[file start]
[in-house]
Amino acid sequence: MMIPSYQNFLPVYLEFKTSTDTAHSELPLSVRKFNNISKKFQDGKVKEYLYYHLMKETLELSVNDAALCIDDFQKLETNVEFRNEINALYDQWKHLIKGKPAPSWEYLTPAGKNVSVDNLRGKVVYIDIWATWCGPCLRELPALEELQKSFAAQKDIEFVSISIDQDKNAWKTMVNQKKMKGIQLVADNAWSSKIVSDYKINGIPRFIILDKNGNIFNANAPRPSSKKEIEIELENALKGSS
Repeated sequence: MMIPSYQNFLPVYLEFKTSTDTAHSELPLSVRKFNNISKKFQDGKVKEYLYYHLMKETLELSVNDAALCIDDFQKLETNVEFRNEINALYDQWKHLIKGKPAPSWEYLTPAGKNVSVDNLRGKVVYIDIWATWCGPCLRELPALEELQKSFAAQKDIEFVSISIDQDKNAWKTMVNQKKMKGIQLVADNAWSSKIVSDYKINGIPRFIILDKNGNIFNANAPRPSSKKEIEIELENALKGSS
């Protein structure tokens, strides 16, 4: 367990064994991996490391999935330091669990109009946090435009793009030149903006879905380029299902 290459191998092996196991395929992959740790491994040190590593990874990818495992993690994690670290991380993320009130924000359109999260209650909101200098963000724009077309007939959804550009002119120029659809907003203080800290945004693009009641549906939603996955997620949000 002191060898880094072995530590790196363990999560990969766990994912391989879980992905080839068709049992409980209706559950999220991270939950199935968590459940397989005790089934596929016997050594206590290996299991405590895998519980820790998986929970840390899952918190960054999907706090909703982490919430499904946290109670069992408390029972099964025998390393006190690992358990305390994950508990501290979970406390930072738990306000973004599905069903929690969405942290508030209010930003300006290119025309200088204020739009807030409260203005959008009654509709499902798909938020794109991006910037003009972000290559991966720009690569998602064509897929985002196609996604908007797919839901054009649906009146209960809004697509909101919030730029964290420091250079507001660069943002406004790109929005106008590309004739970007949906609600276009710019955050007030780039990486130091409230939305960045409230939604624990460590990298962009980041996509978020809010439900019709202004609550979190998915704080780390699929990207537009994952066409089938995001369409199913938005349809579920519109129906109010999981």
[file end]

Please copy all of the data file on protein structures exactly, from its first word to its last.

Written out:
[in-house]
Amino acid sequence: MMIPSYQNFLPVYLEFKTSTDTAHSELPLSVRKFNNISKKFQDGKVKEYLYYHLMKETLELSVNDAALCIDDFQKLETNVEFRNEINALYDQWKHLIKGKPAPSWEYLTPAGKNVSVDNLRGKVVYIDIWATWCGPCLRELPALEELQKSFAAQKDIEFVSISIDQDKNAWKTMVNQKKMKGIQLVADNAWSSKIVSDYKINGIPRFIILDKNGNIFNANAPRPSSKKEIEIELENALKGSS
Repeated sequence: MMIPSYQNFLPVYLEFKTSTDTAHSELPLSVRKFNNISKKFQDGKVKEYLYYHLMKETLELSVNDAALCIDDFQKLETNVEFRNEINALYDQWKHLIKGKPAPSWEYLTPAGKNVSVDNLRGKVVYIDIWATWCGPCLRELPALEELQKSFAAQKDIEFVSISIDQDKNAWKTMVNQKKMKGIQLVADNAWSSKIVSDYKINGIPRFIILDKNGNIFNANAPRPSSKKEIEIELENALKGSS
């Protein structure tokens, strides 16, 4: 367990064994991996490391999935330091669990109009946090435009793009030149903006879905380029299902 290459191998092996196991395929992959740790491994040190590593990874990818495992993690994690670290991380993320009130924000359109999260209650909101200098963000724009077309007939959804550009002119120029659809907003203080800290945004693009009641549906939603996955997620949000 002191060898880094072995530590790196363990999560990969766990994912391989879980992905080839068709049992409980209706559950999220991270939950199935968590459940397989005790089934596929016997050594206590290996299991405590895998519980820790998986929970840390899952918190960054999907706090909703982490919430499904946290109670069992408390029972099964025998390393006190690992358990305390994950508990501290979970406390930072738990306000973004599905069903929690969405942290508030209010930003300006290119025309200088204020739009807030409260203005959008009654509709499902798909938020794109991006910037003009972000290559991966720009690569998602064509897929985002196609996604908007797919839901054009649906009146209960809004697509909101919030730029964290420091250079507001660069943002406004790109929005106008590309004739970007949906609600276009710019955050007030780039990486130091409230939305960045409230939604624990460590990298962009980041996509978020809010439900019709202004609550979190998915704080780390699929990207537009994952066409089938995001369409199913938005349809579920519109129906109010999981």